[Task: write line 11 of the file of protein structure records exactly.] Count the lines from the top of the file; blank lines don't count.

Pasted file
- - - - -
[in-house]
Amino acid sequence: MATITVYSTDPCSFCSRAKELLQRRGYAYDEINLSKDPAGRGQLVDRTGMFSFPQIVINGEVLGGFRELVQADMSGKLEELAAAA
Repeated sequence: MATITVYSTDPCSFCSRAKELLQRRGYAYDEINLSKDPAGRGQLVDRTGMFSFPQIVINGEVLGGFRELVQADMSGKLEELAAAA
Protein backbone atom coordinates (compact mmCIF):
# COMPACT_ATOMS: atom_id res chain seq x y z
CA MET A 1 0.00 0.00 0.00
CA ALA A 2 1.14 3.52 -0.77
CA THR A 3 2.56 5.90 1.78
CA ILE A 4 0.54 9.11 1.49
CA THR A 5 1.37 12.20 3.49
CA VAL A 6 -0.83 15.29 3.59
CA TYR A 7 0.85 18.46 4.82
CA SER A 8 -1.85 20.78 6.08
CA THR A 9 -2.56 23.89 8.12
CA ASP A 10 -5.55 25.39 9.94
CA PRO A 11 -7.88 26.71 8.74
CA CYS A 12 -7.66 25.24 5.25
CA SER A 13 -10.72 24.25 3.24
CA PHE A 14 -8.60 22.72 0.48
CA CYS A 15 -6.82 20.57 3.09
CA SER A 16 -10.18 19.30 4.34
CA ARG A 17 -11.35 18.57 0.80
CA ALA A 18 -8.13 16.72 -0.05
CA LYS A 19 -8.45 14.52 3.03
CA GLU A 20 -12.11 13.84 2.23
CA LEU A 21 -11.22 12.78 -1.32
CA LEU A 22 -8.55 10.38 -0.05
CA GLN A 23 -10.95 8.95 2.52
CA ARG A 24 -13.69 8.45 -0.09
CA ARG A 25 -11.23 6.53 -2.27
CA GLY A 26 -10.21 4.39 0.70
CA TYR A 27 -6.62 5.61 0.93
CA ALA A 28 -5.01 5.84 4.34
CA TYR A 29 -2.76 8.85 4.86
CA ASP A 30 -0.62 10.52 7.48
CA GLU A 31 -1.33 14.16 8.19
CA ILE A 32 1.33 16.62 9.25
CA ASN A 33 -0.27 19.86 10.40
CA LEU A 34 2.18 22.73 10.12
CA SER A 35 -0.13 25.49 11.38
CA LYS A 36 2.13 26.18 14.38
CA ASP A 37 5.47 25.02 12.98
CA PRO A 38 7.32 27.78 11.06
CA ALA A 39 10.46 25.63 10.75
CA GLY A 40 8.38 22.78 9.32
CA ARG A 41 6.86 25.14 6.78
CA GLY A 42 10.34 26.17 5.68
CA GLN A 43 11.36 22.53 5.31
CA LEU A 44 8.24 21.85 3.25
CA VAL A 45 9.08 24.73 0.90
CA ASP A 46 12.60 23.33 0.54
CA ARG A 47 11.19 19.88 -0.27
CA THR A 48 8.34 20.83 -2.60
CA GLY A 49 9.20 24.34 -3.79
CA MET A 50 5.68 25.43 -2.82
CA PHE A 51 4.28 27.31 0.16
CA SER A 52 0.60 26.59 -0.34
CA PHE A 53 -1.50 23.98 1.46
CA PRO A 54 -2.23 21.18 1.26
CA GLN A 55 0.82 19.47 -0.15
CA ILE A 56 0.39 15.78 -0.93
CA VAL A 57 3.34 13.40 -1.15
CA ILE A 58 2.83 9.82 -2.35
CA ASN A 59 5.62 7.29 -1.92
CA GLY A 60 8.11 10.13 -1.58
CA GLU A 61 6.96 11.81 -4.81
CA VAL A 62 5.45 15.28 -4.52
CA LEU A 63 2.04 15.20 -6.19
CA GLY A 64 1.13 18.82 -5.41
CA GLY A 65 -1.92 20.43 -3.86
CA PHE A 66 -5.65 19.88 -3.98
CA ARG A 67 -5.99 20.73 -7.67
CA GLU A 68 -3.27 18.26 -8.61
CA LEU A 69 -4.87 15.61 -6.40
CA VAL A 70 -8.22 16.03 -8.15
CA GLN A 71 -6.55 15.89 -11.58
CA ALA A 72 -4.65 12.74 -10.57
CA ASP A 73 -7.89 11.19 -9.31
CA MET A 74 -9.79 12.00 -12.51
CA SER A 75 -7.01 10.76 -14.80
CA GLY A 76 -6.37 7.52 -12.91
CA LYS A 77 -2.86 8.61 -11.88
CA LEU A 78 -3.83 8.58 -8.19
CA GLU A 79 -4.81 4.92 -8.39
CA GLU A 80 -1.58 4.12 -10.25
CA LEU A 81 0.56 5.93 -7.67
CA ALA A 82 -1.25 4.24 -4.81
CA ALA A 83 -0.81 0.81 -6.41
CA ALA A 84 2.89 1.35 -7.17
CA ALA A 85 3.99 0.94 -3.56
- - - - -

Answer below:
CA VAL A 6 -0.83 15.29 3.59